France produced the best dolls; Under the Hammer.
THE majority of doll collectors seek out bisque headed dolls, although wooden, papier mac he and wax dolls are also interesting.
In the mid-19th century, fine papier mache dolls were produced with leather bodies and carved wooden lower limb. Germany produced simply made carved wooden dolls.
Wax was another medium used in English doll production by such manufacturers as Pierotti, Montenari and Meech. Lifelike poured wax dolls were produced with glass eyes and hair which was inserted a few hairs at a time into the scalps of the dolls to give a natural look.
Many were dressed in baby robes and had a hair stuffed body and poured wax limbs. Cheaper wax dolls were also made by dipping a head in wax. Over time, expansion and contraction occurs and these heads become crazed, but many collectors love their aged and worn look.
China-headed dolls were also produced in this period, and many have simple white glazed china and black painted heads.
UK collectors of cloth dolls tend to favour 20th century English producers. Chad Valley, Deans Rag Book, Farnell and Nora Wellings. Lenci of Italy and Kathe Kruse of Germany are also popular.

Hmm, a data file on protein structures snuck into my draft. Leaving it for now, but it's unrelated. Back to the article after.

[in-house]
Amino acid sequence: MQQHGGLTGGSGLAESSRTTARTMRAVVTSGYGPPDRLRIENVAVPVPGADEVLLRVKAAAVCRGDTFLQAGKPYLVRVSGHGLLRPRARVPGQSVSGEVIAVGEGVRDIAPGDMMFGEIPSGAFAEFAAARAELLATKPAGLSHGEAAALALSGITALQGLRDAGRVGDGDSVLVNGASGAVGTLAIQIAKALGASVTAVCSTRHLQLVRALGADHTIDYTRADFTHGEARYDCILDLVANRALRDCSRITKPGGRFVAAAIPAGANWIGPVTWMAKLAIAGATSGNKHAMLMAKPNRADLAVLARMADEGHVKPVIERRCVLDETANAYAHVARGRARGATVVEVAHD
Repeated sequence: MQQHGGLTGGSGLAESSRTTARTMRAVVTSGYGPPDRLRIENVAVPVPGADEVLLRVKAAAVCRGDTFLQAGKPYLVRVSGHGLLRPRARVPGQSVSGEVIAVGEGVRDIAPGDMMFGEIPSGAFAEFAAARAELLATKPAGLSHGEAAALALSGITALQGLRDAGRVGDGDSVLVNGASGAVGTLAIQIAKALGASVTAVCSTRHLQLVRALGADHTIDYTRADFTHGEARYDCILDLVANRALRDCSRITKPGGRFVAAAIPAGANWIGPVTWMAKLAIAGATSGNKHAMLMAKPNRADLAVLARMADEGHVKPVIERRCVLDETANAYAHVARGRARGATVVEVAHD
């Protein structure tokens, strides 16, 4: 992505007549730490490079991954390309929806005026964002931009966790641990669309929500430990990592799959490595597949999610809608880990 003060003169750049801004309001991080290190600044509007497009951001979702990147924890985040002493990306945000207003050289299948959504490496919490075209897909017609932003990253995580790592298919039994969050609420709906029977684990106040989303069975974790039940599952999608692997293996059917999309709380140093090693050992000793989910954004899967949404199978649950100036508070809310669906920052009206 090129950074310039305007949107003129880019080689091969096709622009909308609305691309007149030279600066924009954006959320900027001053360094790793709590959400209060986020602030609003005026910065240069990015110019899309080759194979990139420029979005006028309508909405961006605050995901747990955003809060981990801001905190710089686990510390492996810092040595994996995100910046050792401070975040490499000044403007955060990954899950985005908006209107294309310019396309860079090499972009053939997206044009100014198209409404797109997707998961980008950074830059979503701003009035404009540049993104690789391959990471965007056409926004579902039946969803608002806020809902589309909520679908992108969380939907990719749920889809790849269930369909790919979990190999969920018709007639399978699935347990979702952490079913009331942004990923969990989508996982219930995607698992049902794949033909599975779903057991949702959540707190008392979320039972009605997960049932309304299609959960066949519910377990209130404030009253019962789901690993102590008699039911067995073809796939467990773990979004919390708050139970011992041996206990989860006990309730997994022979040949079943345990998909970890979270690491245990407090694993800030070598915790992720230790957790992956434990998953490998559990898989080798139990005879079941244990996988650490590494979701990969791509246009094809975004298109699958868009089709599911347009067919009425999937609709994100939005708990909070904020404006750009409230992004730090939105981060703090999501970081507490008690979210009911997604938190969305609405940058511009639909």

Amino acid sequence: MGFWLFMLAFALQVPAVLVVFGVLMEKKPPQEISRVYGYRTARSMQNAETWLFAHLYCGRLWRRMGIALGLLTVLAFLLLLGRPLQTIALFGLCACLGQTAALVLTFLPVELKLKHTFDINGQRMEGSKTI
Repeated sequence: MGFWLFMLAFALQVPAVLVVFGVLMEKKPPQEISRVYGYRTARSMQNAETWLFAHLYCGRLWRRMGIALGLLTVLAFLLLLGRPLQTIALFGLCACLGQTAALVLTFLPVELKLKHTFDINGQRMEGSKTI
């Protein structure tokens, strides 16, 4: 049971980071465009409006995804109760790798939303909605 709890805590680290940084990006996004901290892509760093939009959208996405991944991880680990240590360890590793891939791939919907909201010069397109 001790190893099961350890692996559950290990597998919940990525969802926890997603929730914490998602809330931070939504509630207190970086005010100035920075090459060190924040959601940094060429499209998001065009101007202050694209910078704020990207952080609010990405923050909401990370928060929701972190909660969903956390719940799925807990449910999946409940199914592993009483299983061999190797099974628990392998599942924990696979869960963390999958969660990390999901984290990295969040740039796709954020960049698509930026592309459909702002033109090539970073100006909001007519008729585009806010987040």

The vast majority of collectors concentrate their collections on French and German bisque-headed dolls.
From the mid 1800s until near the turn of the 20th century, the finest and most desirable dolls were produced in France. In the 1870s some wonderful fashion dolls were produced, usually with bisque heads, kid bodies and fine clothes, produced by companies such as Francois Gaultier, Jumeau, Barrois, Huret, Rohmer, and Bru.
From the late 1870s into the 1890s, many fine French Beb'e dolls were made, and Jumeau is a good example from the late 1870s.
The German company of Simon & Halbig began in the late 1860s. Early Simon & Hal big dolls had shoulder plates and kid bodies, but most are on composition, jointed bodies.
The majority of dolls found today were produced by Arman Marseille.
Some are ordinary, many of good quality.He was a prolific producer from the 1890s through to the 1930s
There were hundreds of German doll manufacturers, amongst those of note are Geb ruder Heubach.
Heubach of Kopplesdorf had a family connection with the large Armand Marseille company with whom they merged in 1919.
Dolls come in all shapes and sizes and therefore prices. They range from pounds 20-30 up to pounds 800-pounds 1,200 for the more generally produced ones.
The rare and unusual can realise many thousands of pounds.
We are holding a toy valuation day on Friday, March 7 at 43 Hoghton Street, Southport, 01704 538489.